Lady Margaret's town house was in Soho Square; and scarcely had Cecilia entered it, before her desire to speed her departure, made her send a note to each of her guardians, acquainting them of her arrival, and begging, if possible, to see them the next day.
She had soon the two following answers:
_To Miss Cecilia Beverley,----These November_ 8, 1779. Miss,--Received yours of the same date; can't come tomorrow. Will, Wednesday the 10th.--Am, &c., Jno. Briggs.
Miss Cecilia Beverley
_To Miss Beverley_.
Mr Delvile has too many affairs of importance upon his hands, to make any appointment till he has deliberated how to arrange them. Mr Delvile will acquaint Miss Beverley when it shall be in his power to see her.
St James's-square, _Nov_ 8.
These characteristic letters, which at another time might have diverted Cecilia, now merely served to torment her. She was eager to quit town, she was more eager to have her meeting with Mr Delvile over, who, oppressive to her even when he meant to be kind, she foresaw, now he was in wrath, would be imperious even to rudeness. Desirous, however, to make one interview suffice for both, and to settle whatever business might remain unfinished by letters, she again wrote to Mr Briggs, whom she had not spirits to encounter without absolute necessity, and informing him of Mr Delvile's delay, begged he would not trouble himself to call till he heard from her again.
Two days passed without any message from them; they were spent chiefly alone, and very uncomfortably, Mr Monckton being content to see little of her, while he knew she saw nothing of any body else. On the third morning, weary of her own thoughts, weary of Lady Margaret's ill- humoured looks, and still more weary of Miss Bennet's parasitical conversation, she determined, for a little relief to the heaviness of her mind, to go to her bookseller, and look over and order into the country such new publications as seemed to promise her any pleasure.
She sent therefore, for a chair, and glad to have devised for herself any amusement, set out in it immediately.
Upon entering the shop, she saw the Bookseller engaged in close conference with a man meanly dressed, and much muffled up, who seemed talking to him with uncommon earnestness, and just as she was approaching, said, "To terms I am indifferent, for writing is no labour to me; on the contrary, it is the first delight of my life, and therefore, and not for dirty pelf, I wish to make it my profession."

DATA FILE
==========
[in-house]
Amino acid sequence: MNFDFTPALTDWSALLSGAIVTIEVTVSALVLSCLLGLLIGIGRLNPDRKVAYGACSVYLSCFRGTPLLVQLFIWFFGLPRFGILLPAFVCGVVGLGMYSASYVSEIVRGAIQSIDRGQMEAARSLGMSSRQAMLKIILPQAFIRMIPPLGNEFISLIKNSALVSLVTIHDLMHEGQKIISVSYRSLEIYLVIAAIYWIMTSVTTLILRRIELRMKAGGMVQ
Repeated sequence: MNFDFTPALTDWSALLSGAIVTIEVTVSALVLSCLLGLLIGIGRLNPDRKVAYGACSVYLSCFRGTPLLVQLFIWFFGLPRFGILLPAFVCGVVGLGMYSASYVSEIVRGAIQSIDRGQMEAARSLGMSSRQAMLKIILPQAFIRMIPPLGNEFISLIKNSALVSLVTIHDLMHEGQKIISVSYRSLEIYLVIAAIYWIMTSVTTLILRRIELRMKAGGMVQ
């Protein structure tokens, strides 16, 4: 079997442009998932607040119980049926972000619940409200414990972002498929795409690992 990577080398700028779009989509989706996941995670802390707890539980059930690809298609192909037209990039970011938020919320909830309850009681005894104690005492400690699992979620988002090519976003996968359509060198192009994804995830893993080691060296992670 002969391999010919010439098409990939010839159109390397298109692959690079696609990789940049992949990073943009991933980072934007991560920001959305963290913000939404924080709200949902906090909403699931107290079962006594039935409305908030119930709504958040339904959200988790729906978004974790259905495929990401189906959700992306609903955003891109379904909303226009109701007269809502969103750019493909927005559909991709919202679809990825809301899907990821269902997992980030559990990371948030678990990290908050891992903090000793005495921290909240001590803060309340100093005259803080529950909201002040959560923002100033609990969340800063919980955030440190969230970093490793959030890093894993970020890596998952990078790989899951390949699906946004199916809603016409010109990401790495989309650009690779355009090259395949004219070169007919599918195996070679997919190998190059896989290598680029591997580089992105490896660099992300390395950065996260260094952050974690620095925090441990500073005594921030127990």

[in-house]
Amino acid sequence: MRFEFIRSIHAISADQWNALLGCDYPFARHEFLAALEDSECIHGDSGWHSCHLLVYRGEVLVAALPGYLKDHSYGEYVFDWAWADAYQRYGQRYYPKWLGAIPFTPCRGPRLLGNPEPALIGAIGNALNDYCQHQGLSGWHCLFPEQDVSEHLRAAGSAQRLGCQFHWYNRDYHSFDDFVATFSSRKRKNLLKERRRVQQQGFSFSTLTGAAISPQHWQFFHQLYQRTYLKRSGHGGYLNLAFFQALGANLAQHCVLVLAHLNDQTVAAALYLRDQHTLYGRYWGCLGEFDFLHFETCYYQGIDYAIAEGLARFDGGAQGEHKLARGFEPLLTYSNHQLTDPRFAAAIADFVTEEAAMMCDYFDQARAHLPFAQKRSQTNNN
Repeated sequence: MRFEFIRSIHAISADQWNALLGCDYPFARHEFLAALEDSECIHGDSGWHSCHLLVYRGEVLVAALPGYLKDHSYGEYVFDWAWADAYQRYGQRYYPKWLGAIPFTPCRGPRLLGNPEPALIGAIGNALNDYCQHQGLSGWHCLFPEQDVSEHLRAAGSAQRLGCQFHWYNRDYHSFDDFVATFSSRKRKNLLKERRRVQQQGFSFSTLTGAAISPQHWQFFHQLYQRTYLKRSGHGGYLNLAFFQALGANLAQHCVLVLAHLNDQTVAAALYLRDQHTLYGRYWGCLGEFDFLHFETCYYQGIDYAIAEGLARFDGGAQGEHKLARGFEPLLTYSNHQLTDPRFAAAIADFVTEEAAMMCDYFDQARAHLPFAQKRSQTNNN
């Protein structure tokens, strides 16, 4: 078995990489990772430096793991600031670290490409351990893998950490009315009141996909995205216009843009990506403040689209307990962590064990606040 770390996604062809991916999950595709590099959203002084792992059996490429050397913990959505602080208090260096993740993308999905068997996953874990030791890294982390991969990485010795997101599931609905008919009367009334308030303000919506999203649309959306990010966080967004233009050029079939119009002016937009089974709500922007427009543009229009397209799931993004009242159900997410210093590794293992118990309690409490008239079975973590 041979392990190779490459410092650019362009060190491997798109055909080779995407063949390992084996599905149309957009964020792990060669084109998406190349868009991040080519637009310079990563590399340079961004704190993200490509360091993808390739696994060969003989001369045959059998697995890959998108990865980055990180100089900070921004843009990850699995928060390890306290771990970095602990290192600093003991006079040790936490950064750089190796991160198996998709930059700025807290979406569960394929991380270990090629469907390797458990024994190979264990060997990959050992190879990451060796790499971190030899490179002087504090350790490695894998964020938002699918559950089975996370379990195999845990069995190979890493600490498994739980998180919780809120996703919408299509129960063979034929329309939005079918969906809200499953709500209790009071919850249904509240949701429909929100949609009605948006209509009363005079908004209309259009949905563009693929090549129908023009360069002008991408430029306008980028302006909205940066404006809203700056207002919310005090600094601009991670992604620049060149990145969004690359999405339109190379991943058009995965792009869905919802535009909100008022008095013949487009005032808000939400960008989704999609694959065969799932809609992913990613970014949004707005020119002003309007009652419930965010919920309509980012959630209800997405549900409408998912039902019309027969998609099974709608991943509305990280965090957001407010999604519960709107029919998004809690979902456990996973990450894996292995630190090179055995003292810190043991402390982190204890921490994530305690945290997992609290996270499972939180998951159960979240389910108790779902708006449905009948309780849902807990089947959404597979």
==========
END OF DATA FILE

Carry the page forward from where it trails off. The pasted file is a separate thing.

The speech struck Cecilia, but the voice struck her more, it was Belfield's! and her amazement was so great, that she stopt short to look at him, without heeding a man who attended her, and desired to know her commands.
The bookseller now perceiving her, came forward, and Belfield, turning to see who interrupted them, started as if a spectre had crossed his eyes, slapped his hat over his face, and hastily went out of the shop.
Cecilia checking her inclination to speak to him, from observing his eagerness to escape her, soon recollected her own errand, and employed herself in looking over new books.
Her surprize, however, at a change so sudden in the condition of this young man, and at a declaration of a passion for writing, so opposite to all the sentiments which he had professed at their late meeting in the cottage, awakened in her a strong curiosity to be informed of his situation; and after putting aside some books which she desired to have packed up for her, she asked if the gentleman who had just left the shop, and who, she found by what he had said, was an Author, had written anything that was published with his name?
"No, ma'am," answered the Bookseller, "nothing of any consequence; he is known, however, to have written several things that have appeared as anonymous; and I fancy, now, soon, we shall see something considerable from him."
"He is about some great work, then?"
"Why no, not exactly that, perhaps, at present; we must feel our way, with some little smart _jeu d'esprit_ before we undertake a great work. But he is a very great genius, and I doubt not will produce something extraordinary."
"Whatever he produces," said Cecilia, "as I have now chanced to see him, I shall be glad you will, at any time, send to me."
"Certainly, ma'am; but it must be among other things, for he does not chuse, just now to be known; and it is a rule in our business never to tell people's names when they desire to be secret. He is a little out of cash, just now, as you may suppose by his appearance, so instead of buying books, he comes to sell them. However, he has taken a very good road to bring himself home again, for we pay very handsomely for things of any merit, especially if they deal smartly in a few touches of the